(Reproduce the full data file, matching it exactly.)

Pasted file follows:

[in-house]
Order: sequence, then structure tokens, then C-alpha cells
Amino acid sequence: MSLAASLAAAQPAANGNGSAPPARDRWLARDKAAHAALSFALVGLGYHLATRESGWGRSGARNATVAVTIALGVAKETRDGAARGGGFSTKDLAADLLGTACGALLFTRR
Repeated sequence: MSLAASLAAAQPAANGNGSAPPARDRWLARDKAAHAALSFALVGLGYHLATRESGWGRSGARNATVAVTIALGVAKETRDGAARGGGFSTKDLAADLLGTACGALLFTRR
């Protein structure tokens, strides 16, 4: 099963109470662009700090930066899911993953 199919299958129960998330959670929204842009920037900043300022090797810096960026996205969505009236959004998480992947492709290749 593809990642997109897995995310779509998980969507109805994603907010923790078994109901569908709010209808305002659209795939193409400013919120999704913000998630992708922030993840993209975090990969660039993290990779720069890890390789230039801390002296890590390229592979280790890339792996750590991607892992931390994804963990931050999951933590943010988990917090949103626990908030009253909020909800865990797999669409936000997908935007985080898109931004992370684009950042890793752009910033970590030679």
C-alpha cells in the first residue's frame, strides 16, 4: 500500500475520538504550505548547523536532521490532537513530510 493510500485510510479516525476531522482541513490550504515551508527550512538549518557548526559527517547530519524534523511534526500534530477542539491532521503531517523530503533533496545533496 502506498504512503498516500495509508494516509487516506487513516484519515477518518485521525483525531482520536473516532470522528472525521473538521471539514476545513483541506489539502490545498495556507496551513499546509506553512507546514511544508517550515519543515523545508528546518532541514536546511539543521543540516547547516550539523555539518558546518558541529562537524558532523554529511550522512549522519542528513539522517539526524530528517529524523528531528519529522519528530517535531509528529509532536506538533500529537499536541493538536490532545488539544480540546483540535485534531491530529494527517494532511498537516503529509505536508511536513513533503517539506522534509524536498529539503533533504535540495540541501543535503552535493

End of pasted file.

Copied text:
[in-house]
Order: sequence, then structure tokens, then C-alpha cells
Amino acid sequence: MSLAASLAAAQPAANGNGSAPPARDRWLARDKAAHAALSFALVGLGYHLATRESGWGRSGARNATVAVTIALGVAKETRDGAARGGGFSTKDLAADLLGTACGALLFTRR
Repeated sequence: MSLAASLAAAQPAANGNGSAPPARDRWLARDKAAHAALSFALVGLGYHLATRESGWGRSGARNATVAVTIALGVAKETRDGAARGGGFSTKDLAADLLGTACGALLFTRR
């Protein structure tokens, strides 16, 4: 099963109470662009700090930066899911993953 199919299958129960998330959670929204842009920037900043300022090797810096960026996205969505009236959004998480992947492709290749 593809990642997109897995995310779509998980969507109805994603907010923790078994109901569908709010209808305002659209795939193409400013919120999704913000998630992708922030993840993209975090990969660039993290990779720069890890390789230039801390002296890590390229592979280790890339792996750590991607892992931390994804963990931050999951933590943010988990917090949103626990908030009253909020909800865990797999669409936000997908935007985080898109931004992370684009950042890793752009910033970590030679």
C-alpha cells in the first residue's frame, strides 16, 4: 500500500475520538504550505548547523536532521490532537513530510 493510500485510510479516525476531522482541513490550504515551508527550512538549518557548526559527517547530519524534523511534526500534530477542539491532521503531517523530503533533496545533496 502506498504512503498516500495509508494516509487516506487513516484519515477518518485521525483525531482520536473516532470522528472525521473538521471539514476545513483541506489539502490545498495556507496551513499546509506553512507546514511544508517550515519543515523545508528546518532541514536546511539543521543540516547547516550539523555539518558546518558541529562537524558532523554529511550522512549522519542528513539522517539526524530528517529524523528531528519529522519528530517535531509528529509532536506538533500529537499536541493538536490532545488539544480540546483540535485534531491530529494527517494532511498537516503529509505536508511536513513533503517539506522534509524536498529539503533533504535540495540541501543535503552535493